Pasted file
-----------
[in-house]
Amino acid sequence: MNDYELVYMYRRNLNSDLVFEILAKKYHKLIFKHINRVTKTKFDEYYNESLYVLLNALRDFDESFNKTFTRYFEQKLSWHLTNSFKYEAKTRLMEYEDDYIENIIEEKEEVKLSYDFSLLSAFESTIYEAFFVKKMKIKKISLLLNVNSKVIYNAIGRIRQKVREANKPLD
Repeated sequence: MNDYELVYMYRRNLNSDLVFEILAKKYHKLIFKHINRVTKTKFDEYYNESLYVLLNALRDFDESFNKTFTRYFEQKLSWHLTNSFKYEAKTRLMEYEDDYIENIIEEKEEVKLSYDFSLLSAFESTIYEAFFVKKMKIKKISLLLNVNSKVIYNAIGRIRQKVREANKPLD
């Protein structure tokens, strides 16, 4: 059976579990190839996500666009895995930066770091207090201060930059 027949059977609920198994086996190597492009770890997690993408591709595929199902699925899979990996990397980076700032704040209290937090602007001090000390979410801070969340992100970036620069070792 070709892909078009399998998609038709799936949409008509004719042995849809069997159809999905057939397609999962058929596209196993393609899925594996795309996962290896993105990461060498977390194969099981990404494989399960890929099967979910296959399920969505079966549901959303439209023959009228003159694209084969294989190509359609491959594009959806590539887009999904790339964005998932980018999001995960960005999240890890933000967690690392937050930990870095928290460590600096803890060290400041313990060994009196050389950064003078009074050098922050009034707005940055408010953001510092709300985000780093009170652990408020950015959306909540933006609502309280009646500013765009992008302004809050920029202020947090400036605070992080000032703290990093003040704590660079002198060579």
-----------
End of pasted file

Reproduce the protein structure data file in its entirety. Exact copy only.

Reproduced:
[in-house]
Amino acid sequence: MNDYELVYMYRRNLNSDLVFEILAKKYHKLIFKHINRVTKTKFDEYYNESLYVLLNALRDFDESFNKTFTRYFEQKLSWHLTNSFKYEAKTRLMEYEDDYIENIIEEKEEVKLSYDFSLLSAFESTIYEAFFVKKMKIKKISLLLNVNSKVIYNAIGRIRQKVREANKPLD
Repeated sequence: MNDYELVYMYRRNLNSDLVFEILAKKYHKLIFKHINRVTKTKFDEYYNESLYVLLNALRDFDESFNKTFTRYFEQKLSWHLTNSFKYEAKTRLMEYEDDYIENIIEEKEEVKLSYDFSLLSAFESTIYEAFFVKKMKIKKISLLLNVNSKVIYNAIGRIRQKVREANKPLD
């Protein structure tokens, strides 16, 4: 059976579990190839996500666009895995930066770091207090201060930059 027949059977609920198994086996190597492009770890997690993408591709595929199902699925899979990996990397980076700032704040209290937090602007001090000390979410801070969340992100970036620069070792 070709892909078009399998998609038709799936949409008509004719042995849809069997159809999905057939397609999962058929596209196993393609899925594996795309996962290896993105990461060498977390194969099981990404494989399960890929099967979910296959399920969505079966549901959303439209023959009228003159694209084969294989190509359609491959594009959806590539887009999904790339964005998932980018999001995960960005999240890890933000967690690392937050930990870095928290460590600096803890060290400041313990060994009196050389950064003078009074050098922050009034707005940055408010953001510092709300985000780093009170652990408020950015959306909540933006609502309280009646500013765009992008302004809050920029202020947090400036605070992080000032703290990093003040704590660079002198060579």